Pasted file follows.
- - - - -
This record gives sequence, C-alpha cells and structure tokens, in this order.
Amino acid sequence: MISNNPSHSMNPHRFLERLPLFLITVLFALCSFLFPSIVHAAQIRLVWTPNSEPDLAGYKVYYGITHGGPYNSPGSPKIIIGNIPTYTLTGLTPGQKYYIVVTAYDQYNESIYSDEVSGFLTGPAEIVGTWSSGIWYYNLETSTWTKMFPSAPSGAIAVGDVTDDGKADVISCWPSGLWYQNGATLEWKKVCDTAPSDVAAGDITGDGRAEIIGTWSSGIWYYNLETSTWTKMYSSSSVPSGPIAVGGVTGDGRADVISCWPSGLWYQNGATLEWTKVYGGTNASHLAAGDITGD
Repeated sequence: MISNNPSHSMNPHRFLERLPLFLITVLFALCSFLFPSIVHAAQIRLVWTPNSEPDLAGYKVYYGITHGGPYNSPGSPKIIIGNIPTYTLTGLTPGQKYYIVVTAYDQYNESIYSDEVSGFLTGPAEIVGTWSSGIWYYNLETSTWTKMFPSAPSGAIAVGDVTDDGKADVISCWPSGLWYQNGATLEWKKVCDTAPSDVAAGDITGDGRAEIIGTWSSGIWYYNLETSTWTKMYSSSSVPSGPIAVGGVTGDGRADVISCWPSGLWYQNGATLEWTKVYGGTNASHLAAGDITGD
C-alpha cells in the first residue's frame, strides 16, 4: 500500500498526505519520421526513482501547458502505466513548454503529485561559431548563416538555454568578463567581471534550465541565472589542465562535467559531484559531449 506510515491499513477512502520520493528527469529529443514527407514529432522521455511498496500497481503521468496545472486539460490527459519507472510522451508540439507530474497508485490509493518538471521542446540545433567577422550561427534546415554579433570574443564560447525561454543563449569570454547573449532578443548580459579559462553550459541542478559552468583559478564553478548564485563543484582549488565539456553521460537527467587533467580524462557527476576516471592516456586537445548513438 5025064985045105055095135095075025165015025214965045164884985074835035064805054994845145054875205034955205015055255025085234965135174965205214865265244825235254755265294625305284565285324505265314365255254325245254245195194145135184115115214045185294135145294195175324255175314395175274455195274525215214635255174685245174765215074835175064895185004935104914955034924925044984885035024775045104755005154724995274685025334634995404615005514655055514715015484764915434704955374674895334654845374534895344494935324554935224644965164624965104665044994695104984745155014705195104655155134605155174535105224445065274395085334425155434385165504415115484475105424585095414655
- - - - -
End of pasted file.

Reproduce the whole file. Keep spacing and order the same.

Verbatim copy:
This record gives sequence, C-alpha cells and structure tokens, in this order.
Amino acid sequence: MISNNPSHSMNPHRFLERLPLFLITVLFALCSFLFPSIVHAAQIRLVWTPNSEPDLAGYKVYYGITHGGPYNSPGSPKIIIGNIPTYTLTGLTPGQKYYIVVTAYDQYNESIYSDEVSGFLTGPAEIVGTWSSGIWYYNLETSTWTKMFPSAPSGAIAVGDVTDDGKADVISCWPSGLWYQNGATLEWKKVCDTAPSDVAAGDITGDGRAEIIGTWSSGIWYYNLETSTWTKMYSSSSVPSGPIAVGGVTGDGRADVISCWPSGLWYQNGATLEWTKVYGGTNASHLAAGDITGD
Repeated sequence: MISNNPSHSMNPHRFLERLPLFLITVLFALCSFLFPSIVHAAQIRLVWTPNSEPDLAGYKVYYGITHGGPYNSPGSPKIIIGNIPTYTLTGLTPGQKYYIVVTAYDQYNESIYSDEVSGFLTGPAEIVGTWSSGIWYYNLETSTWTKMFPSAPSGAIAVGDVTDDGKADVISCWPSGLWYQNGATLEWKKVCDTAPSDVAAGDITGDGRAEIIGTWSSGIWYYNLETSTWTKMYSSSSVPSGPIAVGGVTGDGRADVISCWPSGLWYQNGATLEWTKVYGGTNASHLAAGDITGD
C-alpha cells in the first residue's frame, strides 16, 4: 500500500498526505519520421526513482501547458502505466513548454503529485561559431548563416538555454568578463567581471534550465541565472589542465562535467559531484559531449 506510515491499513477512502520520493528527469529529443514527407514529432522521455511498496500497481503521468496545472486539460490527459519507472510522451508540439507530474497508485490509493518538471521542446540545433567577422550561427534546415554579433570574443564560447525561454543563449569570454547573449532578443548580459579559462553550459541542478559552468583559478564553478548564485563543484582549488565539456553521460537527467587533467580524462557527476576516471592516456586537445548513438 5025064985045105055095135095075025165015025214965045164884985074835035064805054994845145054875205034955205015055255025085234965135174965205214865265244825235254755265294625305284565285324505265314365255254325245254245195194145135184115115214045185294135145294195175324255175314395175274455195274525215214635255174685245174765215074835175064895185004935104914955034924925044984885035024775045104755005154724995274685025334634995404615005514655055514715015484764915434704955374674895334654845374534895344494935324554935224644965164624965104665044994695104984745155014705195104655155134605155174535105224445065274395085334425155434385165504415115484475105424585095414655